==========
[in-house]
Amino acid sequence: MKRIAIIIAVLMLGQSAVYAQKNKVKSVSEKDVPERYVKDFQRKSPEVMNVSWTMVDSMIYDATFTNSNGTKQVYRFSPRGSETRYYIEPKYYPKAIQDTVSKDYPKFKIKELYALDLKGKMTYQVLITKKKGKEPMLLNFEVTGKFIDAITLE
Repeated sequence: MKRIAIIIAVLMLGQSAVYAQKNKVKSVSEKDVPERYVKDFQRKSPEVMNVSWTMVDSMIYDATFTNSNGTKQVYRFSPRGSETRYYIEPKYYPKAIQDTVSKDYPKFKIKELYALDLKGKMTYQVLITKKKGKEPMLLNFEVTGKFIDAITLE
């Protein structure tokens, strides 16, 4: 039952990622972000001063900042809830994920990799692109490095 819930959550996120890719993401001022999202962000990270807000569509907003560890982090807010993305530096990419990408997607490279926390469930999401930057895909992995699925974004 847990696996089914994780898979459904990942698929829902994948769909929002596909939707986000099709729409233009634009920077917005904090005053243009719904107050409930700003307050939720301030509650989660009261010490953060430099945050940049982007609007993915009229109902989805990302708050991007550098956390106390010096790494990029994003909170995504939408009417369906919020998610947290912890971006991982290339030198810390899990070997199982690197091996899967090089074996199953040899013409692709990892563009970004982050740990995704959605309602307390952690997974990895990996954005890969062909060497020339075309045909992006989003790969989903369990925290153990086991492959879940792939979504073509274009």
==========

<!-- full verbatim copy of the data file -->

[in-house]
Amino acid sequence: MKRIAIIIAVLMLGQSAVYAQKNKVKSVSEKDVPERYVKDFQRKSPEVMNVSWTMVDSMIYDATFTNSNGTKQVYRFSPRGSETRYYIEPKYYPKAIQDTVSKDYPKFKIKELYALDLKGKMTYQVLITKKKGKEPMLLNFEVTGKFIDAITLE
Repeated sequence: MKRIAIIIAVLMLGQSAVYAQKNKVKSVSEKDVPERYVKDFQRKSPEVMNVSWTMVDSMIYDATFTNSNGTKQVYRFSPRGSETRYYIEPKYYPKAIQDTVSKDYPKFKIKELYALDLKGKMTYQVLITKKKGKEPMLLNFEVTGKFIDAITLE
């Protein structure tokens, strides 16, 4: 039952990622972000001063900042809830994920990799692109490095 819930959550996120890719993401001022999202962000990270807000569509907003560890982090807010993305530096990419990408997607490279926390469930999401930057895909992995699925974004 847990696996089914994780898979459904990942698929829902994948769909929002596909939707986000099709729409233009634009920077917005904090005053243009719904107050409930700003307050939720301030509650989660009261010490953060430099945050940049982007609007993915009229109902989805990302708050991007550098956390106390010096790494990029994003909170995504939408009417369906919020998610947290912890971006991982290339030198810390899990070997199982690197091996899967090089074996199953040899013409692709990892563009970004982050740990995704959605309602307390952690997974990895990996954005890969062909060497020339075309045909992006989003790969989903369990925290153990086991492959879940792939979504073509274009």